Going green is a business-positive trend that is gaining momentum. How to maximize tax savings and minimize the after-tax cost of being environmentally responsible.
April 9, 2009
by Blake Christian, CPA/MBT
This article was originally published in the AICPA Corporate Taxation Insider.
One of the centerpieces of the American Recovery and Reinvestment Act of 2009 (Stimulus Bill) involves a variety of energy-tax incentives and alternative-fuels funding provisions focused on reducing America’s dependence on carbon-based energy.
The energy-related tax provisions total approximately $20 billion of tax incentives and the energy-funding provisions represent approximately $45 billion of the spending provisions.
Alternative Energy Producer’s Investment Tax Credit
IRC Section 48 generally allows a 10 percent investment tax credit for new qualified alternative energy property. Such property includes most solar, wind, co-generation and geo-thermal equipment. These credits can be used to offset both regular and Alternative Minimum Tax (AMT) liabilities and unused credits can be carried back one year and over to the subsequent 20 years. These credits are allowed under IRC Section 48 (a) through (d) and are claimed on IRS Form 3468 (PDF).
Generally, for periods beginning January 2009 through December 2016, the Stimulus Bill expanded these provisions as follows:
- The credit on solar energy property is increased from 10 percent to 30 percent and no reduction in basis or credit is required for property financed by government grants or Private Activity Bonds.
- The small wind energy credit (maximum rating of 100 kilowatts) is now 30 percent of the qualifying costs; however, the previous menial $4,000 annual taxpayer limit is now eliminated through December 2016.
Investment Credit Elections
IRC Section 45 allows tax credits for producing electricity from alternative fuel sources. The Stimulus Bill allows these producers to treat certain production assets as eligible for the 30 percent tax credit allowed under IRC Section 48 for property placed in service for periods from 2009 through 2013 (or 2012 in the case of wind-generation property).
Alternative Fuel Stations
While alternative-fuel vehicles are a great idea, this concept only works if the vehicle owners can easily access the alternative-fuel source. Therefore, the government has incentivized taxpayers to construct these facilities.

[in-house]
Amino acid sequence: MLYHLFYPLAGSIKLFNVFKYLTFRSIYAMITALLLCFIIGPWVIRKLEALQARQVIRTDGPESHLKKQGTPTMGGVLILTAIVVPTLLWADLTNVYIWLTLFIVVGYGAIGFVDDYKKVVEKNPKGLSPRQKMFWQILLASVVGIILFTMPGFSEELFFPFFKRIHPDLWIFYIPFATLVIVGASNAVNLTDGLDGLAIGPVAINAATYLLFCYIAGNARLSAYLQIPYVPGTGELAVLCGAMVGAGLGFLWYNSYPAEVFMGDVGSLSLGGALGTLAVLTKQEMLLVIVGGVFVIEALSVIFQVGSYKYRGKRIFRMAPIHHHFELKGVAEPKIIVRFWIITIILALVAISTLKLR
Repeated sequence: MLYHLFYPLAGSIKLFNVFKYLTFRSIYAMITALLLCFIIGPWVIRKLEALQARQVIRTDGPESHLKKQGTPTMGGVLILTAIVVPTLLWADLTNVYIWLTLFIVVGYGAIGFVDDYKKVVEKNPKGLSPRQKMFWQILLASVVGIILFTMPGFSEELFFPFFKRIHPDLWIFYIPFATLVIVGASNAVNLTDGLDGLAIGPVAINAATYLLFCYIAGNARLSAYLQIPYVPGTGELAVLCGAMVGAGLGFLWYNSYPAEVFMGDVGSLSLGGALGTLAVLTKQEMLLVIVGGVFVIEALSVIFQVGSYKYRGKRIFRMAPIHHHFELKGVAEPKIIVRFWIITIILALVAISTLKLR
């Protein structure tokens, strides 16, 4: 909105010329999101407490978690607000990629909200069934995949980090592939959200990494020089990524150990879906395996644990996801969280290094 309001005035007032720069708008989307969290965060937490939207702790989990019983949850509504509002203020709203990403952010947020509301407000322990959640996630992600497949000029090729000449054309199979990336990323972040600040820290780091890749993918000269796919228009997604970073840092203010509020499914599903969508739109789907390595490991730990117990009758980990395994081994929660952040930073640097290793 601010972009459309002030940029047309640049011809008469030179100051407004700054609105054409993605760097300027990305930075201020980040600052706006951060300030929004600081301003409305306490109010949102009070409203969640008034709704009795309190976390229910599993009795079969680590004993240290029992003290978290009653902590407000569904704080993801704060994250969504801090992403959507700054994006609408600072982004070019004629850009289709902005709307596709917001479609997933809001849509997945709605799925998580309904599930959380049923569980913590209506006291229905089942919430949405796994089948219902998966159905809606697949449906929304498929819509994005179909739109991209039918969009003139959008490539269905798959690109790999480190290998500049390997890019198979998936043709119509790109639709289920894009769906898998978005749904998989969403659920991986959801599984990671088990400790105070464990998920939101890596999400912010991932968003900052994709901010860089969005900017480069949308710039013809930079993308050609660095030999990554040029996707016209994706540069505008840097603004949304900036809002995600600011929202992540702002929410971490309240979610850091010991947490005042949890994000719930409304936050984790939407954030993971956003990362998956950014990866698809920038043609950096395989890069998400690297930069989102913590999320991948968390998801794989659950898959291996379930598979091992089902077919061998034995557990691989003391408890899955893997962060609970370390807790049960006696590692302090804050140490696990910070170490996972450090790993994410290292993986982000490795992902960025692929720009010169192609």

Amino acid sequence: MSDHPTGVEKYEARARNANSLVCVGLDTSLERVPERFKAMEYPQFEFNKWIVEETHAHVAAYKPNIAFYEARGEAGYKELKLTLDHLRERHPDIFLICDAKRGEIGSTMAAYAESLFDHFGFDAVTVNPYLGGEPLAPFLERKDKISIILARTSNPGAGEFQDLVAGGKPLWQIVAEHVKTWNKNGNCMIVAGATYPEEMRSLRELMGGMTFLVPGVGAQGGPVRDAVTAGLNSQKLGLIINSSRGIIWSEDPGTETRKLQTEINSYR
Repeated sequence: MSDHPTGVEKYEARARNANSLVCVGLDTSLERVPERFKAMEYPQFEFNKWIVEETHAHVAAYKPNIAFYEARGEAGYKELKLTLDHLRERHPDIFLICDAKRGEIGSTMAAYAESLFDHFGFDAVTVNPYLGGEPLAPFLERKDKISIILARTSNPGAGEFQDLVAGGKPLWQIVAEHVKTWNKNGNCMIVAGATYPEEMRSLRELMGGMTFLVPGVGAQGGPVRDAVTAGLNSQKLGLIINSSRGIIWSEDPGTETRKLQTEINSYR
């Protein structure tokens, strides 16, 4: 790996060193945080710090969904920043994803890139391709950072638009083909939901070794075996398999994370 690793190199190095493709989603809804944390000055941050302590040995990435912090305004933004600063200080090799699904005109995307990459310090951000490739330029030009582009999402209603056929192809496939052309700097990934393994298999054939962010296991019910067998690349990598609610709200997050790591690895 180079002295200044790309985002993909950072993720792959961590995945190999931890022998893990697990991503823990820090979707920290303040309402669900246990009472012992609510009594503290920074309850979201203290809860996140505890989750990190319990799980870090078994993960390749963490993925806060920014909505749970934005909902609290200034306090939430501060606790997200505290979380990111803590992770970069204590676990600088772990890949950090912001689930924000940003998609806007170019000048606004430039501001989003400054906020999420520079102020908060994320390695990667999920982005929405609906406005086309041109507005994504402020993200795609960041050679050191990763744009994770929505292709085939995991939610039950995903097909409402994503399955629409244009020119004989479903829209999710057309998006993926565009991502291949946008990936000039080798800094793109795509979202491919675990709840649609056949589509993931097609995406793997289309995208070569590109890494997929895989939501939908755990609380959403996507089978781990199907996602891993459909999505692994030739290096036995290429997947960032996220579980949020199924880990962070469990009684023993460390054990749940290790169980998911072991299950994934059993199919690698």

Under IRC Section 30C, the previous 30 percent credit for alternative vehicle refueling property has been increased to 50 percent per location. The credit is capped at $50,000 for non-hydrogen-related depreciable property and $2,000 for non-hydrogen-related non-depreciable property. This increased credit amount is effective for property placed in service in 2009 and 2010. Qualified property includes property other than buildings and their structural components that are used for storing and dispensing fuels such as natural gas, liquefied natural gas, liquefied petroleum gas, hydrogen (special limitations apply), electricity and certain clean-burning fuel mixtures.
For more complex hydrogen-refueling properties, the credit remains at 30 percent. However, the cap has been increased to $200,000 per station.
The refueling-station credit is claimed on form 8911.
Bonus Depreciation/Section 179 Expensing
Many energy- and pollution-control assets will also qualify for the liberalized 2009 depreciation rules.
The 50 percent first-year bonus depreciation (IRC Section 168(k)) and IRS Form 4562 (PDF) on qualifying NEW property that was reintroduced for 2008 in the 2008 Economic Stimulus Act have been retroactively extended through December 2009.
Along with bonus depreciation, the increased Sec. 179 capital asset expensing allowance of $250,000 (up from $133,000) and annual investment limitation of $800,000 (up from $530,000) have been extended one additional year through December 2009.
Taxpayers building or retrofitting buildings to Leadership in Energy and Environmental Design (LEEDs) standards can also still obtain valuable deductions under IRC Section 179D.
2009 New Vehicle Sales/Excise Tax Deduction
To encourage new car sales, Congress originally proposed a federal tax credit, but ultimately settled on a tax deduction, which is worth only approximately one-third the value of a credit. This rule applies to both conventional and alternative fuel vehicles.